In China, the Mid-Autumn festival symbolizes the family reunion and on this day, all families will appreciate the Moon in the evening, because it is the 15th day of the eighth month of the Chinese lunisolar calendar, when the moon is at its fullest. There is a beautiful myth about the Mid-Autumn festival, that is Chang'e flying to the Moon.
Offerings are also made to a more well-known lunar deity, Chang'e, known as the Moon Goddess of Immortality. The myths associated with Chang'e explain the origin of Moon worship during this day. One version of the story is as follows, as described in Lihui Yang's Handbook of Chinese Mythology:
In the ancient past, there was a hero named Hou Yi who was excellent at archery. His wife was Chang'e. One year, the ten suns rose in the sky together, causing great disaster to the people. Yi shot down nine of the suns and left only one to provide light. An immortal admired Yi and sent him the elixir of immortality. Yi did not want to leave Chang'e and be immortal without her, so he let Chang'e keep the elixir. However, Peng Meng, one of his apprentices, knew this secret. So, on the fifteenth of August in the Chinese lunisolar calendar, when Yi went hunting, Peng Meng broke into Yi's house and forced Chang'e to give the elixir to him. Chang'e refused to do so. Instead, she swallowed it and flew into the sky. Since she loved her husband and hoped to live nearby, she chose the moon for her residence. When Yi came back and learned what had happened, he felt so sad that he displayed the fruits and cakes Chang'e liked in the yard and gave sacrifices to his wife. People soon learned about these activities, and since they also were sympathetic to Chang'e they participated in these sacrifices with Yi.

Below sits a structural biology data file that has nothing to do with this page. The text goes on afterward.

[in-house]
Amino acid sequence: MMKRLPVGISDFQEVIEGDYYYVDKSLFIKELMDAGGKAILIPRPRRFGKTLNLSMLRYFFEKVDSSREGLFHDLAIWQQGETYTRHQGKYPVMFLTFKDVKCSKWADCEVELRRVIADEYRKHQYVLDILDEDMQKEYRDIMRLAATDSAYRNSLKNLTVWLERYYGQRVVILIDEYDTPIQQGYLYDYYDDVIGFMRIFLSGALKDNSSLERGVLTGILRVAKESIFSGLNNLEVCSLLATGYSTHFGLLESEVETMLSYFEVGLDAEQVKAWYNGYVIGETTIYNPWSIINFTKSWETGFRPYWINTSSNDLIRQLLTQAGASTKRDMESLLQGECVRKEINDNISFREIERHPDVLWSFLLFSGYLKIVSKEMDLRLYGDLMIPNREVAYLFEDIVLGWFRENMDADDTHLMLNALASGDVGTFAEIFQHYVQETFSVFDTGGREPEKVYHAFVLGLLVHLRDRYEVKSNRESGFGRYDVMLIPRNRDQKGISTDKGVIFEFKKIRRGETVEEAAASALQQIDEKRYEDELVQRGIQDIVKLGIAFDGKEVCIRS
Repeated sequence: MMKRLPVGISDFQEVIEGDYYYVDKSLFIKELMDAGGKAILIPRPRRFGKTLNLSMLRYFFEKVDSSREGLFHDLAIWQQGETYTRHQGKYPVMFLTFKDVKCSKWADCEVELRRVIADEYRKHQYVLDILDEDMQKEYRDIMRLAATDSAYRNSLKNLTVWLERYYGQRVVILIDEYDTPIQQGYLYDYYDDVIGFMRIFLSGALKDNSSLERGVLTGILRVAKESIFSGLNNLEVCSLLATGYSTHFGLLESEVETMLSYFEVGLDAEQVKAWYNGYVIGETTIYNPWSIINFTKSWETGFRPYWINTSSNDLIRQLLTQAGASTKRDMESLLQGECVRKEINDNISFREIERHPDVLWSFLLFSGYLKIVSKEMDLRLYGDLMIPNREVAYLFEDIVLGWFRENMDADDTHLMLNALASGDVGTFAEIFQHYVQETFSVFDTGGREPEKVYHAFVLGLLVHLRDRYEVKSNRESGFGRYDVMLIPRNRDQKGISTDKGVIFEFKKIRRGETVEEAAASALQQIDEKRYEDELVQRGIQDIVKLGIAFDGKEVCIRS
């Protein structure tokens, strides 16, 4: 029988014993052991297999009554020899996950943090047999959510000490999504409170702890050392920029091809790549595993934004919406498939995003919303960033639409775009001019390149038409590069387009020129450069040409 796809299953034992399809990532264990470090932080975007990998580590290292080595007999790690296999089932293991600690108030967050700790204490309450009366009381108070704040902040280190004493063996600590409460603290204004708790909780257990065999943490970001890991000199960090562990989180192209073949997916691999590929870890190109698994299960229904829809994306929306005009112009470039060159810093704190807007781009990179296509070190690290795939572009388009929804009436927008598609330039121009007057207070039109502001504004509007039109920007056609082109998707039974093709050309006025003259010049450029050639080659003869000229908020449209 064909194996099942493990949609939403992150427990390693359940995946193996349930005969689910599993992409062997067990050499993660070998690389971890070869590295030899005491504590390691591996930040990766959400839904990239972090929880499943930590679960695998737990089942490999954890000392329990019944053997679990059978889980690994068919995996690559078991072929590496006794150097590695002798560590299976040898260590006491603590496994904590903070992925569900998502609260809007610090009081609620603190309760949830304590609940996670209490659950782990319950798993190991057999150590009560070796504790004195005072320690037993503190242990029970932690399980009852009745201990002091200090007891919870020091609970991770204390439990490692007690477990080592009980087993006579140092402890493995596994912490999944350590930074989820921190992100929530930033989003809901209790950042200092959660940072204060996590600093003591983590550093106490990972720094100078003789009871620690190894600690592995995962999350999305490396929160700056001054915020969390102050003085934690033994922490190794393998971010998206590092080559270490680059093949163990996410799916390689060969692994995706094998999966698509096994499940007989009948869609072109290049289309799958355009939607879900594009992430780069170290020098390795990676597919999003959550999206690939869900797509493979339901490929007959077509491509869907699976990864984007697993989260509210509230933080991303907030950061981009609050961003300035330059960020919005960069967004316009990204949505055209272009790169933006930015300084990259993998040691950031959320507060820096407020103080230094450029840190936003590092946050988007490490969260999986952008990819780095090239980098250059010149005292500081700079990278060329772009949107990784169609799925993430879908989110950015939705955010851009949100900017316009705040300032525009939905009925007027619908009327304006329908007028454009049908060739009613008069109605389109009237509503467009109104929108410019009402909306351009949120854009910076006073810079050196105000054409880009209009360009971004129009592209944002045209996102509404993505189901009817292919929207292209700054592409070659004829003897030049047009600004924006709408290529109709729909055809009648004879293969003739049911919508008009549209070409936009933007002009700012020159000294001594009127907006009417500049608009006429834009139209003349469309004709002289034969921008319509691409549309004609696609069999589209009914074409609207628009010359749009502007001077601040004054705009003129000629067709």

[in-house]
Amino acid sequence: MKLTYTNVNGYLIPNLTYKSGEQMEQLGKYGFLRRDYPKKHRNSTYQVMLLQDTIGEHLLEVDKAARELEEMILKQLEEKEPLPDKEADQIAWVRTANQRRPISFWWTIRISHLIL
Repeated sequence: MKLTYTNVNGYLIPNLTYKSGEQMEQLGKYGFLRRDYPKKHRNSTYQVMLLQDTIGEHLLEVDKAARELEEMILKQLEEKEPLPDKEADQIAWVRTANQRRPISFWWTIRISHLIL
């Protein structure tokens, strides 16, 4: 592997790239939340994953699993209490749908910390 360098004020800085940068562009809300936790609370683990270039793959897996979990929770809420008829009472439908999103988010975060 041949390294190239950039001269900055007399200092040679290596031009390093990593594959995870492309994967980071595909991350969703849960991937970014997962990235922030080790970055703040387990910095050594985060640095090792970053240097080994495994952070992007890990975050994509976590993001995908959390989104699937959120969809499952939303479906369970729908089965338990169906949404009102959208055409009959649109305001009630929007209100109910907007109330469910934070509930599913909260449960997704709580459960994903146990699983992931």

“when people learned of this story, they burnt incense on a long altar and prayed to Chang'e, now the goddess of the Moon, for luck and safety. The custom of praying to the Moon on Mid-Autumn Day has been handed down for thousands of years since that time."
Handbook of Chinese Mythology also describes an alternate common version of the myth:
After the hero Houyi shot down nine of the ten suns, he was pronounced king by the thankful people. However, he soon became a conceited and tyrannical ruler. In order to live long without death, he asked for the elixir from Xiwangmu. But his wife, Chang'e, stole it on the fifteenth of August because she did not want the cruel king to live long and hurt more people. She took the magic potion to prevent her husband from becoming immortal. Houyi was so angry when discovered that Chang'e took the elixir, he shot at his wife as she flew toward the moon, though he missed. Chang'e fled to the moon and became the spirit of the moon. Houyi died soon because he was overcome with great anger. Thereafter, people offer a sacrifice to Chang'e on every fifteenth day of eighth month to commemorate Chang'e's action.
The festival was a time to enjoy the successful reaping of rice and wheat with food offerings made in honor of the moon. Today, it is still an occasion for outdoor reunions among friends and relatives to eat mooncakes and watch the Moon, a symbol of harmony and unity. During a year of a solar eclipse, it is typical for governmental offices, banks, and schools to close extra days in order to enjoy the extended celestial celebration an eclipse brings. The festival is celebrated with many cultural or regional customs, among them:
A notable part of celebrating the holiday is the carrying of brightly lit lanterns, lighting lanterns on towers, or floating sky lanterns. Another tradition involving lanterns is to write riddles on them and have other people try to guess the answers (simplified Chinese: 灯谜; traditional Chinese: 燈謎; pinyin: dēng mí; lit. 'lantern riddles').